Commanders have asked for extra troops for two years, says Mr Mercer
Sending more UK troops to Afghanistan could save lives, Conservative MP Patrick Mercer has said.
His comments came after the prime minister announced plans suggesting a greater role for British troops, during a surprise visit to the country.
Mr Mercer, a former soldier, saw Gordon Brown's announcement as a pledge to send more British personnel.
He said his former regiment was in Afghanistan "and they tell me that the secret to this is extra manpower."
Speaking in Helmand province, Mr Brown pledged greater protection for troops from roadside bombs and better equipment, including more armoured vehicles.
He announced plans for the British to train another 50,000 Afghan troops trained by November 2010, which would enable them to "take more responsibility for their own affairs".
Mr Mercer said: "For at least the last two years, commanders on the ground have been asking for extra troops. That was denied by the government.
Mr Brown said there would be more unmanned surveillance aircraft
"I don't quite know why Gordon Brown only now is announcing this.
"With the extra manpower that is now being promised, perhaps so many lives wouldn't have been lost over the last few months."
The BBC's deputy political editor, James Landale, who was in Helmand with the prime minister, said training that number of Afghans so quickly could require an increase in the number of British troops.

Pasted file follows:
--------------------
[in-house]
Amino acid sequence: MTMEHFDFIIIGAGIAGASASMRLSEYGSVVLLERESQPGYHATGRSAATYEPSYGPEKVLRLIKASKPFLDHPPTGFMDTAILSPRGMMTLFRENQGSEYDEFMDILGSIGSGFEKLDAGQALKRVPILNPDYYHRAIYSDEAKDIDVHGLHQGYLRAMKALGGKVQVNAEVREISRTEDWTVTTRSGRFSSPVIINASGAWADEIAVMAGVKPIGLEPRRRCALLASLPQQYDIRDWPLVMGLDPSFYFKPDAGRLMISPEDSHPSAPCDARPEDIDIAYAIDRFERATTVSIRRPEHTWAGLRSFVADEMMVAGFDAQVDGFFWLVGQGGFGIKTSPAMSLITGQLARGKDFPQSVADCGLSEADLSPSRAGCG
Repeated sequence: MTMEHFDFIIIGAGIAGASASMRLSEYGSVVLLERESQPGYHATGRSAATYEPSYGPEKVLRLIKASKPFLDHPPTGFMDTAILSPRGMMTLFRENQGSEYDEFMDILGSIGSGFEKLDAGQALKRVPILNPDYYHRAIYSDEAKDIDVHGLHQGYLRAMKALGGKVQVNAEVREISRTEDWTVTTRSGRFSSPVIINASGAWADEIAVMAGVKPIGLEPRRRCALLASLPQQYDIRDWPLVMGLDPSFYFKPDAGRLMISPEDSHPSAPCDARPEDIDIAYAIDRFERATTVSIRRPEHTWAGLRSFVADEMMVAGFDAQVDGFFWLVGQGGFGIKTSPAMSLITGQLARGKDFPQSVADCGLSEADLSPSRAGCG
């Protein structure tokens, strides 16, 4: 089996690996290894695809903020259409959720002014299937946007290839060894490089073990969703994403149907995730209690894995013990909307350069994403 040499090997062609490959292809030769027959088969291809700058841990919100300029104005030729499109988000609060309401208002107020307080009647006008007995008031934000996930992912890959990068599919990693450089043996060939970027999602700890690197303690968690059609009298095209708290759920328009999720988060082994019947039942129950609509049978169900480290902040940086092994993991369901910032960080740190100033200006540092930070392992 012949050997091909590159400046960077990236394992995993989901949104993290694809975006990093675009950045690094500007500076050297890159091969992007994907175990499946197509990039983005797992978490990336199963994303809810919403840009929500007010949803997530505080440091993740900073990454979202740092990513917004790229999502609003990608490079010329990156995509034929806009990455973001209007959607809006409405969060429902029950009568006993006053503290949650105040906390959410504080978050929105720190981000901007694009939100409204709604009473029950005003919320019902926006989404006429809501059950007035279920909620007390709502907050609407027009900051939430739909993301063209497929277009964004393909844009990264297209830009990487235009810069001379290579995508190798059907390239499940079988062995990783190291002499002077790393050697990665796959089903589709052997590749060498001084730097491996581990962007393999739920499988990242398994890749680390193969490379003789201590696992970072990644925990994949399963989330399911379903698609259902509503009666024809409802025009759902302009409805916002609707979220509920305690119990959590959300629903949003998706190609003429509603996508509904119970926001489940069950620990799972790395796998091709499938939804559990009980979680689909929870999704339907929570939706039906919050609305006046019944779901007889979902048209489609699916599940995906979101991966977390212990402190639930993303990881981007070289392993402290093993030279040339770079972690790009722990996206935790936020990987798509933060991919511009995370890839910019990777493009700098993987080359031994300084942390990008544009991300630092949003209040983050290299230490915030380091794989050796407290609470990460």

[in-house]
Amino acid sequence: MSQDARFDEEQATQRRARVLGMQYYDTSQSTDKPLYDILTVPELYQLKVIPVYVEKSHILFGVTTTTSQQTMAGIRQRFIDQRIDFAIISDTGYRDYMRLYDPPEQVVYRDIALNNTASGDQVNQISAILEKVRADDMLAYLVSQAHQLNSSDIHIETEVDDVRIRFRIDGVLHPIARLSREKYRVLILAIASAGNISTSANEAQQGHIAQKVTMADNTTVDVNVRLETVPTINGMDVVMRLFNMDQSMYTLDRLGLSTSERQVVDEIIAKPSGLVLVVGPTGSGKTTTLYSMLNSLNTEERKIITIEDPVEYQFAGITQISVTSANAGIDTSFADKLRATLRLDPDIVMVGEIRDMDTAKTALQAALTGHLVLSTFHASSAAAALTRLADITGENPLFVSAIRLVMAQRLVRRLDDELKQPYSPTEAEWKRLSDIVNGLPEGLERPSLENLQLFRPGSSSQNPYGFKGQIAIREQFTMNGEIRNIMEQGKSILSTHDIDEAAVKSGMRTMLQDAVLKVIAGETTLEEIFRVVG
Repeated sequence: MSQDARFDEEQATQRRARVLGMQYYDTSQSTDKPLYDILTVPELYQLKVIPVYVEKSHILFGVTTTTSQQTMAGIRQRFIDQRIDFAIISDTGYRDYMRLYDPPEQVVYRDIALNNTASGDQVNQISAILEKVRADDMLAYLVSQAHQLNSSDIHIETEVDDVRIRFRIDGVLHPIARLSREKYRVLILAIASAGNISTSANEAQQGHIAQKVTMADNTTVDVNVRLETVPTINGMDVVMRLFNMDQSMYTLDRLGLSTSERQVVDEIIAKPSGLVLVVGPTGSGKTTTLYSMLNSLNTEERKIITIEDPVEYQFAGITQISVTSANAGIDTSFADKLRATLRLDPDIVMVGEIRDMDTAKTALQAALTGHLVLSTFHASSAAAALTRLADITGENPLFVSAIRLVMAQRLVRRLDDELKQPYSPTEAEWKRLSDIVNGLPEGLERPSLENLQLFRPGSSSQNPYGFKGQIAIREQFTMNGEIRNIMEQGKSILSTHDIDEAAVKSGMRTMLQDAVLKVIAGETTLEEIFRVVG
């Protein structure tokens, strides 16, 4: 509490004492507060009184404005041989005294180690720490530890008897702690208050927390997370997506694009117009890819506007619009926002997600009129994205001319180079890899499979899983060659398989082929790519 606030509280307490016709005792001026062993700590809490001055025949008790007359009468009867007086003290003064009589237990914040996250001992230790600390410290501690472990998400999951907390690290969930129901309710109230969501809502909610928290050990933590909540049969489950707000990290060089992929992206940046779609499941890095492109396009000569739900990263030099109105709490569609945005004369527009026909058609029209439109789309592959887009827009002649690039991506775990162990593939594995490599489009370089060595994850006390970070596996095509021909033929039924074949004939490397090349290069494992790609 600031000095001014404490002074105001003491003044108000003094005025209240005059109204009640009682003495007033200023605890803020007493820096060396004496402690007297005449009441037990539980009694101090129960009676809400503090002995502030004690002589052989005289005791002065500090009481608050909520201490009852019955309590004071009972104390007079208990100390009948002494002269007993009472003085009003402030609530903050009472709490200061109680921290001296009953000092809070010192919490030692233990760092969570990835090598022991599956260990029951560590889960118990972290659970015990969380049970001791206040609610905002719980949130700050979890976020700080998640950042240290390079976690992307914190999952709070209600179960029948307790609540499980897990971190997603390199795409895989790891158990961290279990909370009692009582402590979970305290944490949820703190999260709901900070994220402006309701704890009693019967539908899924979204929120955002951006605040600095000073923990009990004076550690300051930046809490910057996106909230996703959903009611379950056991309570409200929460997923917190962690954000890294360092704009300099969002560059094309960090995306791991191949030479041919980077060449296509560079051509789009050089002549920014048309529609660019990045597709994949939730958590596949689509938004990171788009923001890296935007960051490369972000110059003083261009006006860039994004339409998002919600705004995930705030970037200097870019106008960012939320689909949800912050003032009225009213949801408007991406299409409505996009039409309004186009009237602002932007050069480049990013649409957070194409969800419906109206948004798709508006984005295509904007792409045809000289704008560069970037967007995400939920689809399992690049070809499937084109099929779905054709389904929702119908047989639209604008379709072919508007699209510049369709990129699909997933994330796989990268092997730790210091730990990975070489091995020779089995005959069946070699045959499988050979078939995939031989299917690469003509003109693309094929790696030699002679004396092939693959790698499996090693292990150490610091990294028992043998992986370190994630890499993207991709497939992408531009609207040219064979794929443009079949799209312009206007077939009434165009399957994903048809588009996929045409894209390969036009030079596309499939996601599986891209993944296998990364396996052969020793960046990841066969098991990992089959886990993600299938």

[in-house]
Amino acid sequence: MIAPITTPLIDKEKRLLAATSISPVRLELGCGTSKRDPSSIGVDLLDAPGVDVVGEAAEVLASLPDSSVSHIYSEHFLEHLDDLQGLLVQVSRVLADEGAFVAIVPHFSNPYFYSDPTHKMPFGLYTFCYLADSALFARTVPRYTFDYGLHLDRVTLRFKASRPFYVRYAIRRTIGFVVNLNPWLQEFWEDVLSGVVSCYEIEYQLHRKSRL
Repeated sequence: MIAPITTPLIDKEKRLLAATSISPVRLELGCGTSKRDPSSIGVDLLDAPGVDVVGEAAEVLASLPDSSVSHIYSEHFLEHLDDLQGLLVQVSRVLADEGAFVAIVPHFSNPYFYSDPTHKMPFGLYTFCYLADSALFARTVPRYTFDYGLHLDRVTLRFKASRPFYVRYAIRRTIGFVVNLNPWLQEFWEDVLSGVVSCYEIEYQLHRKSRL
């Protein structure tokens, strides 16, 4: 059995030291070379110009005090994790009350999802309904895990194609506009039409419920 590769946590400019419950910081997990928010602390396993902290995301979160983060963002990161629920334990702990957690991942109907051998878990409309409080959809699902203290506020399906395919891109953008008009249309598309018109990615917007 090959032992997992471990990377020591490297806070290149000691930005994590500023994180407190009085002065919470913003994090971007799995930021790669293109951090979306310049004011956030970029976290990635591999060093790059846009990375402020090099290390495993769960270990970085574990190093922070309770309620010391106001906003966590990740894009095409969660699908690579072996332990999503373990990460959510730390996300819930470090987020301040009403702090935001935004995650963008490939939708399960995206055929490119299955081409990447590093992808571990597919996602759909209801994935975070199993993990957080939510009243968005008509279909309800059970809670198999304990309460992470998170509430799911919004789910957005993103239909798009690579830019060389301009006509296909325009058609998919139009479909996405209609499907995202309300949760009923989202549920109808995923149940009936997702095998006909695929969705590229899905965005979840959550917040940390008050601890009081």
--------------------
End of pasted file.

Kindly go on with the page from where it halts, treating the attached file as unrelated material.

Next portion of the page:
There are currently 9,000 UK troops in the country, mostly in Helmand.
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Mr Brown said another 200 soldiers skilled in countering improvised explosive devices (IEDs) would be deployed in the autumn.
There would also be more unmanned surveillance aircraft, he said.
The latest death in Afghanistan - a Royal Marine killed on foot patrol in Helmand early on Saturday morning - was announced as the prime minister was flying home.
He is the 208th member of the UK forces to have died in Afghanistan since 2001.
Brig Gen Eric Tremblay, spokesman for the International Security Assistance Force (Isaf), said the Royal Marine had "sacrificed his life to help secure Afghans living in the south".
"Like all his fellow Isaf comrades who fell before him in this difficult fight to separate the insurgents from the Afghan population, we shall always remember him."